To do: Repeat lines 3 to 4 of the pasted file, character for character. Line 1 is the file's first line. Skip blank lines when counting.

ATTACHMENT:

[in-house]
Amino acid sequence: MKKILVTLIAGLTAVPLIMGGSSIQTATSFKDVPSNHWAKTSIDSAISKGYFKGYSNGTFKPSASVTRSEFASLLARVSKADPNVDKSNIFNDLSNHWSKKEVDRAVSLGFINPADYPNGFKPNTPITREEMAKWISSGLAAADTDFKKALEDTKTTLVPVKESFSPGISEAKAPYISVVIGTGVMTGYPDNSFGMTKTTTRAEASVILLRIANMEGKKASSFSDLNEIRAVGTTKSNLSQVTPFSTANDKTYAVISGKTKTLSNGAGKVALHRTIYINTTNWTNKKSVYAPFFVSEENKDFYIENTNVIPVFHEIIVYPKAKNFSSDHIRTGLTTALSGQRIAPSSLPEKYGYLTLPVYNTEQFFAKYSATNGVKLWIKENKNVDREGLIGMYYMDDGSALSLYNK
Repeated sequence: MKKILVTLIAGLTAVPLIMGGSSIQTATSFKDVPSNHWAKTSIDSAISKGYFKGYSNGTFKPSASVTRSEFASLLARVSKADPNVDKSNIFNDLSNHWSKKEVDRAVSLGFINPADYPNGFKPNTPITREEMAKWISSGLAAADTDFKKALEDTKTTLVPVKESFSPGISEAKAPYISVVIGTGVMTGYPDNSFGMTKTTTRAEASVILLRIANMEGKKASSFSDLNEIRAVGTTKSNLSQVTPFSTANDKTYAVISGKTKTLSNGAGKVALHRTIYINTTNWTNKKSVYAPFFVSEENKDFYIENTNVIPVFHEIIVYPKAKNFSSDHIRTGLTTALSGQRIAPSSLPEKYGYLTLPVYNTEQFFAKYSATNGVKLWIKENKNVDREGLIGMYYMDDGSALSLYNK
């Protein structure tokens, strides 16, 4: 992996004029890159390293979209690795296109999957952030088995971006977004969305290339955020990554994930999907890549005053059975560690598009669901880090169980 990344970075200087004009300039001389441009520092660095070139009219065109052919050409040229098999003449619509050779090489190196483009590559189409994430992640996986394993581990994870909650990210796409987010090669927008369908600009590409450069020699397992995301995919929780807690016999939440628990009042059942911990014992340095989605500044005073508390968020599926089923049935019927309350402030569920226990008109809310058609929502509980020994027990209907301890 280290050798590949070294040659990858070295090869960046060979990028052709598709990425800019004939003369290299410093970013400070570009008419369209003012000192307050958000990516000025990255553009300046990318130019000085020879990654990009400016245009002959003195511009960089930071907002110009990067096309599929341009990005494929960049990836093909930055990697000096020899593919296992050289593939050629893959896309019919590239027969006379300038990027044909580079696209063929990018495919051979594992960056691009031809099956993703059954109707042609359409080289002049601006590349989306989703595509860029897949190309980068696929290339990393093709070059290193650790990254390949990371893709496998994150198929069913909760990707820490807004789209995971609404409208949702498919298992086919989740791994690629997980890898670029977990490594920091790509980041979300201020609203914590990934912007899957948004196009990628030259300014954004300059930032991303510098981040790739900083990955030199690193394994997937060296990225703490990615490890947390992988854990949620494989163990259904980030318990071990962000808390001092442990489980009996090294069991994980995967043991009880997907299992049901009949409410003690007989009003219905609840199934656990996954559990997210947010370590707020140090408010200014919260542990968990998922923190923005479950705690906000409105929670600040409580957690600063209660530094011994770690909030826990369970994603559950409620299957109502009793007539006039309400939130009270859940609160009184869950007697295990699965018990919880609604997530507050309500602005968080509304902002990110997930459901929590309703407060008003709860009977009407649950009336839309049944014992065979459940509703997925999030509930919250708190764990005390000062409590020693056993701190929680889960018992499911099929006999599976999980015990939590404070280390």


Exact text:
Repeated sequence: MKKILVTLIAGLTAVPLIMGGSSIQTATSFKDVPSNHWAKTSIDSAISKGYFKGYSNGTFKPSASVTRSEFASLLARVSKADPNVDKSNIFNDLSNHWSKKEVDRAVSLGFINPADYPNGFKPNTPITREEMAKWISSGLAAADTDFKKALEDTKTTLVPVKESFSPGISEAKAPYISVVIGTGVMTGYPDNSFGMTKTTTRAEASVILLRIANMEGKKASSFSDLNEIRAVGTTKSNLSQVTPFSTANDKTYAVISGKTKTLSNGAGKVALHRTIYINTTNWTNKKSVYAPFFVSEENKDFYIENTNVIPVFHEIIVYPKAKNFSSDHIRTGLTTALSGQRIAPSSLPEKYGYLTLPVYNTEQFFAKYSATNGVKLWIKENKNVDREGLIGMYYMDDGSALSLYNK
């Protein structure tokens, strides 16, 4: 992996004029890159390293979209690795296109999957952030088995971006977004969305290339955020990554994930999907890549005053059975560690598009669901880090169980 990344970075200087004009300039001389441009520092660095070139009219065109052919050409040229098999003449619509050779090489190196483009590559189409994430992640996986394993581990994870909650990210796409987010090669927008369908600009590409450069020699397992995301995919929780807690016999939440628990009042059942911990014992340095989605500044005073508390968020599926089923049935019927309350402030569920226990008109809310058609929502509980020994027990209907301890 280290050798590949070294040659990858070295090869960046060979990028052709598709990425800019004939003369290299410093970013400070570009008419369209003012000192307050958000990516000025990255553009300046990318130019000085020879990654990009400016245009002959003195511009960089930071907002110009990067096309599929341009990005494929960049990836093909930055990697000096020899593919296992050289593939050629893959896309019919590239027969006379300038990027044909580079696209063929990018495919051979594992960056691009031809099956993703059954109707042609359409080289002049601006590349989306989703595509860029897949190309980068696929290339990393093709070059290193650790990254390949990371893709496998994150198929069913909760990707820490807004789209995971609404409208949702498919298992086919989740791994690629997980890898670029977990490594920091790509980041979300201020609203914590990934912007899957948004196009990628030259300014954004300059930032991303510098981040790739900083990955030199690193394994997937060296990225703490990615490890947390992988854990949620494989163990259904980030318990071990962000808390001092442990489980009996090294069991994980995967043991009880997907299992049901009949409410003690007989009003219905609840199934656990996954559990997210947010370590707020140090408010200014919260542990968990998922923190923005479950705690906000409105929670600040409580957690600063209660530094011994770690909030826990369970994603559950409620299957109502009793007539006039309400939130009270859940609160009184869950007697295990699965018990919880609604997530507050309500602005968080509304902002990110997930459901929590309703407060008003709860009977009407649950009336839309049944014992065979459940509703997925999030509930919250708190764990005390000062409590020693056993701190929680889960018992499911099929006999599976999980015990939590404070280390």